Abel Velasco calculates many things. Things like the arc of falling sycamore leaves, the duration of a dog sneeze, or the number of times his aunt might hit him. He can’t help it – he’s a savant.
It is 1982. Abel has left foster care to live with his newly found relatives. His typical teenage struggles are compounded by the complication of his savant talents. Searching for a challenge, Abel becomes obsessed with the mysterious architecture of an abandoned mansion and strangely numbered Bible, launching his journey from suburban New Jersey to Berkeley, California and beyond.
Dr. Darold A. Treffert, author of “Extraordinary People,” consultant for the movie “Rainman” and expert on savant syndrome wrote to Bradley: “Savant syndrome typically is present from birth as a part of some developmental disorder, including autism. But there are also cases of what I call “acquired savant” syndrome following head injury. The Acquired Savant raises interesting questions about the little Rain Man that might reside, perhaps, within us all.”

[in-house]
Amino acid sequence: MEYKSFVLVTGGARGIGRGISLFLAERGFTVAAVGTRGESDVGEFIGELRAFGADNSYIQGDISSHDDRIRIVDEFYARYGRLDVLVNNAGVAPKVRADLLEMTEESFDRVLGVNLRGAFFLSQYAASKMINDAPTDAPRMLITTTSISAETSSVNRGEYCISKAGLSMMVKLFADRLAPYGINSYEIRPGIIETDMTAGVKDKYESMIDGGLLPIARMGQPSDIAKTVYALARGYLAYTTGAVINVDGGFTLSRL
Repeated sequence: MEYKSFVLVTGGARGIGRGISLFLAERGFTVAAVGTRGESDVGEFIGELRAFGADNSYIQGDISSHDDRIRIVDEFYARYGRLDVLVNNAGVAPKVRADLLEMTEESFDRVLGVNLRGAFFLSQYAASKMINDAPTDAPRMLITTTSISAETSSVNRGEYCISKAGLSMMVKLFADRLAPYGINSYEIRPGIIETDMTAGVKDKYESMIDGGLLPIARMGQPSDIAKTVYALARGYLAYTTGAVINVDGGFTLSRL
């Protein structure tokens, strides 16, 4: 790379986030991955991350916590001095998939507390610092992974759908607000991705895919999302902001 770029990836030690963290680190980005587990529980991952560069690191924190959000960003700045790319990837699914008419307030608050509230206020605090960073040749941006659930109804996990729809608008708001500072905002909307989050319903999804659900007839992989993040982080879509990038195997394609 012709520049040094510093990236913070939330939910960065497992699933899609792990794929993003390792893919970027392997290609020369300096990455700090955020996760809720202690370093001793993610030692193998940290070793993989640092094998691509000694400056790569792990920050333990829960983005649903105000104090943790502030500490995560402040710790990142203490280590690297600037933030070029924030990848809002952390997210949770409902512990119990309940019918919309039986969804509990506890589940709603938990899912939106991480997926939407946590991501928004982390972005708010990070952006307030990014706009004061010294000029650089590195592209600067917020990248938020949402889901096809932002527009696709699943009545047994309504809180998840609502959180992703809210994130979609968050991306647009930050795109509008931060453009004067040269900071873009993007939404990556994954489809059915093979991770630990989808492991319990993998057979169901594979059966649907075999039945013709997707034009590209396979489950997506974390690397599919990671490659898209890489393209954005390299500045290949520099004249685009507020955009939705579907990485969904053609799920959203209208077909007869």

I received this book from the publisher on NetGalley in exchange for an honest review.
DNF – 16%
I try extremely hard not to DNF a book especially if it’s a book I’m reviewing, even more so when I myself requested the book.
A Whole Lot for me was a bit confusing and of what I could understand, Abel was an extremely smart boy but was often misunderstood because he was ‘different’. This was made clear when he was basically forced to prove himself and accused of cheating. This book holds pretty advanced mathematical talk that I don’t understand at all. I didn’t even like math in school so it was an eye twitching situation for me to constantly be reading about a subject I’m not a fan of.
I’m not sure whether I actually wanted to like this book (I’m being honest). Pretty early on I thought that maybe this wasn’t the book for me. I was more interested in this mansion Abel was going to seek out but the story is quite dragging and I felt that we were never going to get there.